Review of the book ‘American Dirt’ by Jeanine Cummins (a novel about migration)

Cover art

I just came across this book review I drafted in early March of this year, which I was going to publish in a local NYC literary journal — and then the pandemic hit with a vengeance, and it didn’t seem that relevant anymore, so I put it aside. I also felt a little bad about piling on criticism against the author, who already suffered more than her fair share of criticism, some of which was deserved, but much of which was really less about her than it was about the U.S. book publishing industry, and its penchant for paying multi-million dollar advances to white authors while barely giving authors of color a platform for their work.

Then Trump told lie after lie about immigration in last week’s debate — including his assertion that the U.S. government is doing everything possible to reunite separated children with the parents from whom the government snatched them, which we know simply isn’t true. Since I wrote this review, the Trump administration has managed to use the COVID-19 pandemic to virtually shut down the U.S.-Mexico border, even to refugees suffering terrible harm while being forced to wait on the Mexican side of the border for months while awaiting a chance to plead their case before a U.S. immigration judge.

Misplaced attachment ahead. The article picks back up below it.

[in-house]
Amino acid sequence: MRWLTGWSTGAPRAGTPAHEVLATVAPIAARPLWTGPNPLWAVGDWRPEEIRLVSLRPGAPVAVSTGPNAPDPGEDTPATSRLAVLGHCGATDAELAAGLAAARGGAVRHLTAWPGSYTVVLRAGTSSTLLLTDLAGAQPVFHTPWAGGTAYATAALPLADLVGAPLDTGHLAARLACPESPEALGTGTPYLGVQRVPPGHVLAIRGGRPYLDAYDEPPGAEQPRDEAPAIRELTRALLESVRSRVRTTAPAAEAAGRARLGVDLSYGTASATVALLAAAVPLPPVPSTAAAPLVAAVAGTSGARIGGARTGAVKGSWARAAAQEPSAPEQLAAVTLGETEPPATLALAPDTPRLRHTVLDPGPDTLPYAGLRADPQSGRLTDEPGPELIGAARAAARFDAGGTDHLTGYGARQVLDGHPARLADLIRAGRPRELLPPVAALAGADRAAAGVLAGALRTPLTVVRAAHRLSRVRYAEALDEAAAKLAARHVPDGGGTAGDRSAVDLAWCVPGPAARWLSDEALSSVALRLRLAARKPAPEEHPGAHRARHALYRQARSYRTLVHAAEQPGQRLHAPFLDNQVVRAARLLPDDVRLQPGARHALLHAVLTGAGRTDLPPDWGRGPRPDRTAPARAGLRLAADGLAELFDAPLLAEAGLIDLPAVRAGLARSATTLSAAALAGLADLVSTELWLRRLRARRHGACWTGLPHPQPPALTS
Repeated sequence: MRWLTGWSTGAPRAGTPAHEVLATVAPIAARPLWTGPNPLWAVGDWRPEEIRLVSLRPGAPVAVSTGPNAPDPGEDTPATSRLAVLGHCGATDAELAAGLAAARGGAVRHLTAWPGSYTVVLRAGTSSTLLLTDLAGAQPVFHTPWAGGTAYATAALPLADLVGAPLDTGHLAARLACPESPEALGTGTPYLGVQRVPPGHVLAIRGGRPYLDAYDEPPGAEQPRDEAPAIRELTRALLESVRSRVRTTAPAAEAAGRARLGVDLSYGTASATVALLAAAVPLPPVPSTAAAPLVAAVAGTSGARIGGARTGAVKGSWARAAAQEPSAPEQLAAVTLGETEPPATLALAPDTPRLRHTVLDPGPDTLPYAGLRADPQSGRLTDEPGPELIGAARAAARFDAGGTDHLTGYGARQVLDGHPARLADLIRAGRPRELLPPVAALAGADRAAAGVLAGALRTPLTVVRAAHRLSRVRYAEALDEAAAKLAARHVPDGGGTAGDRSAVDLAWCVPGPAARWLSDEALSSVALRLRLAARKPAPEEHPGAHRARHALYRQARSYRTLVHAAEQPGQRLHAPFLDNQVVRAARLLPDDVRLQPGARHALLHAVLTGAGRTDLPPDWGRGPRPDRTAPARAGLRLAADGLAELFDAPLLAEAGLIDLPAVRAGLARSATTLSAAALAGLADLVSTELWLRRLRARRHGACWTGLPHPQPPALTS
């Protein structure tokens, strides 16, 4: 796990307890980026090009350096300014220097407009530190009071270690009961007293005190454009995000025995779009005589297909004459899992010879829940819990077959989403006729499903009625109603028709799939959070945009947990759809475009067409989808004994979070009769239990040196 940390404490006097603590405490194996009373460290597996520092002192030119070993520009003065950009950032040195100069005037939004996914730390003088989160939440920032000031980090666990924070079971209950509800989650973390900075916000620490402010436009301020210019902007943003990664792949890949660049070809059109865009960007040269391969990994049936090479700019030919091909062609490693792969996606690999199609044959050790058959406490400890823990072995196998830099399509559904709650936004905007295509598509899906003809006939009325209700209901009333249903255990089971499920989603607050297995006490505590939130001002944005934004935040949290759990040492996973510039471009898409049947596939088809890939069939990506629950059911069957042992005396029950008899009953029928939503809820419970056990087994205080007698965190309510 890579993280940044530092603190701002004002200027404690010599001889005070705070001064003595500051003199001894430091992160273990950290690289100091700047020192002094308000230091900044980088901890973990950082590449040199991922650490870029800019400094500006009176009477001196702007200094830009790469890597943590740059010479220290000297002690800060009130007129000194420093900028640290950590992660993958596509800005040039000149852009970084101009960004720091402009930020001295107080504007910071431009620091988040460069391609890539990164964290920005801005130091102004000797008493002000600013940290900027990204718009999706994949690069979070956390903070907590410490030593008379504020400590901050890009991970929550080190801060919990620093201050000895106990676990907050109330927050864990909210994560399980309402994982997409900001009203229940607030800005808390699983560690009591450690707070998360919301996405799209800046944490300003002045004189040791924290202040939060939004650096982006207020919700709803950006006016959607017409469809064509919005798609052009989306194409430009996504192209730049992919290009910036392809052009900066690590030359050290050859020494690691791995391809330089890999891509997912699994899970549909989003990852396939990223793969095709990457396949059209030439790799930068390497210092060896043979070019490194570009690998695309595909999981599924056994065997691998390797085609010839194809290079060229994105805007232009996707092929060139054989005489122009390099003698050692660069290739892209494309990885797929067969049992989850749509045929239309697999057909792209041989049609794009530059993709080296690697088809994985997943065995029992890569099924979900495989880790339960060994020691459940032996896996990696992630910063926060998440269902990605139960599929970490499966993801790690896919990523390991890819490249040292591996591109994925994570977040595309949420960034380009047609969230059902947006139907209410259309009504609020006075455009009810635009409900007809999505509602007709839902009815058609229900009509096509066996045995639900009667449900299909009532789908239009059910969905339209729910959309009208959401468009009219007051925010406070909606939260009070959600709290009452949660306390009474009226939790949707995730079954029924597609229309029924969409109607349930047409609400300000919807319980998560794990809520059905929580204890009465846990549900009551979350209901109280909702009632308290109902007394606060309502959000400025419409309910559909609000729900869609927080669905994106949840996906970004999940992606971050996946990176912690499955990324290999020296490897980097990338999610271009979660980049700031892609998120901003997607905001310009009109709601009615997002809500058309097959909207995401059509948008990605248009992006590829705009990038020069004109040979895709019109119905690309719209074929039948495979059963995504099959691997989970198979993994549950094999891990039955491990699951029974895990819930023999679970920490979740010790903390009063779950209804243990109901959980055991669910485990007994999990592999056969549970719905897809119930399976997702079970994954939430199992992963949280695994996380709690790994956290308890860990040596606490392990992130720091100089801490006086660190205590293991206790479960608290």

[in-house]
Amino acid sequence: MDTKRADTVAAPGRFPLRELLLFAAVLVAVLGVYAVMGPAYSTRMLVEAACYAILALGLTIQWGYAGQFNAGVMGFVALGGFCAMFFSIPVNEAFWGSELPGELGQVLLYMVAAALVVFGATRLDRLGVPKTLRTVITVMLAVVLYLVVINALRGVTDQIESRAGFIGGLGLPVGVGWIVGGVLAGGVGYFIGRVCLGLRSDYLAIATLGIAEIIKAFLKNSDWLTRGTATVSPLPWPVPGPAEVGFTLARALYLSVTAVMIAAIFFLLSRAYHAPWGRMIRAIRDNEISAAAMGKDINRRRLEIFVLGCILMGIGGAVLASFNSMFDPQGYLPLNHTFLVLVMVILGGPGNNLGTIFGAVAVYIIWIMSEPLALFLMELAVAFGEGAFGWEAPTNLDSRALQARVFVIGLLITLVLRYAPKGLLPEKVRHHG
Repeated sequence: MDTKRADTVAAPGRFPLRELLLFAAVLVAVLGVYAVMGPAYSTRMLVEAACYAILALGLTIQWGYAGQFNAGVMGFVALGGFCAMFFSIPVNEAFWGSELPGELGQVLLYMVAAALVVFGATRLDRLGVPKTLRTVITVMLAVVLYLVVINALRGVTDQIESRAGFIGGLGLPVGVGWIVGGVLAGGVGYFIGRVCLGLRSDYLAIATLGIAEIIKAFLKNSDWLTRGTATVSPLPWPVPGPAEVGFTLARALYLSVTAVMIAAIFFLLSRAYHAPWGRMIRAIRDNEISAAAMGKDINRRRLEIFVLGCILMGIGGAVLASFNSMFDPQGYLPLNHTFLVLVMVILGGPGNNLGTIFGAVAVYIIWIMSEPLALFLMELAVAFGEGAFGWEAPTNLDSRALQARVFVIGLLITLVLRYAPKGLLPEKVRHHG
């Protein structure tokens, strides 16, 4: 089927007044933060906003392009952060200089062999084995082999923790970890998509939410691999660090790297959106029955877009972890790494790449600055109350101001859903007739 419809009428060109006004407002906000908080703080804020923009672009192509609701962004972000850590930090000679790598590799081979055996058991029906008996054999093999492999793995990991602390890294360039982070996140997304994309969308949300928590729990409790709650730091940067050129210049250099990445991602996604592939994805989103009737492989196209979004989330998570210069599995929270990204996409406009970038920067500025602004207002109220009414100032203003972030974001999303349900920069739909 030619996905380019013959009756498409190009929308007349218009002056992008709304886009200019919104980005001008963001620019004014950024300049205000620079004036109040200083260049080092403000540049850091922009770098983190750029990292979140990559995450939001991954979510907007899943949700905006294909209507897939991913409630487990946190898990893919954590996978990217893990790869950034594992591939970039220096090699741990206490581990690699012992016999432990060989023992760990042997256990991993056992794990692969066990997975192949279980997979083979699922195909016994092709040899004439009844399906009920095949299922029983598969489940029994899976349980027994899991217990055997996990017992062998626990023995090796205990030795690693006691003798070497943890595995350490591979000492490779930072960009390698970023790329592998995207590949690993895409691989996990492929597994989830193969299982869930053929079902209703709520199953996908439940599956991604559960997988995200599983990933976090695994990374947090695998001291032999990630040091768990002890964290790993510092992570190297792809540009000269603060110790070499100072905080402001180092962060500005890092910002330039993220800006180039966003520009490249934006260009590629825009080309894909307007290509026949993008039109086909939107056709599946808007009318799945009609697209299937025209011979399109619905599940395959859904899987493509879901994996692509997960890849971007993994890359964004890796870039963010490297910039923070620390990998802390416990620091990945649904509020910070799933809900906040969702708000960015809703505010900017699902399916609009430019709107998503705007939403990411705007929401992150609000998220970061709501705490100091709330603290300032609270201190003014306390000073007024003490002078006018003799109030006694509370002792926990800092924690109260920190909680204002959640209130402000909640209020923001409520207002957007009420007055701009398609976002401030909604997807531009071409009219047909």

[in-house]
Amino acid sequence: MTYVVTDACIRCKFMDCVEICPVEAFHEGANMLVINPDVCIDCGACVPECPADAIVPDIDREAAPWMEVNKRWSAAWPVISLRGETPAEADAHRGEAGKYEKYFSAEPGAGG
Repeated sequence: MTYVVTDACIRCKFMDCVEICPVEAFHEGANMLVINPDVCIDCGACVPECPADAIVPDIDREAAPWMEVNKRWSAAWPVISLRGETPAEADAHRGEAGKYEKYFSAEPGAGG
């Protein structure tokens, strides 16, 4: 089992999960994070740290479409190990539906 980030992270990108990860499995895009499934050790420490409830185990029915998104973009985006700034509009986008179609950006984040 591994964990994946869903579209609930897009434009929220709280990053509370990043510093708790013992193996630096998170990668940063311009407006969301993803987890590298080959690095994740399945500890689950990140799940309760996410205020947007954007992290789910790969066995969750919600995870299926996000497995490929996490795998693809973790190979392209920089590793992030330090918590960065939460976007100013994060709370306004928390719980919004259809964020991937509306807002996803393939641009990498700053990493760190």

So when I stumbled upon a draft of this review when doing some household decluttering this weekend, I decided it was worth dusting it off and putting it out into the world. 

The story of the journey Mexican and Central American asylum seekers have been making (and are still making, despite the dangers facing them at the border) in search of safety still needs to be told. This particular book is a flawed vehicle for telling this story, but it did raise the profile of the migrant’s journey among some Americans who might not have been inclined to learn about it otherwise.

Read my review and decide for yourself:

American Dirt: The Right Story Told the Wrong Way by the Wrong Author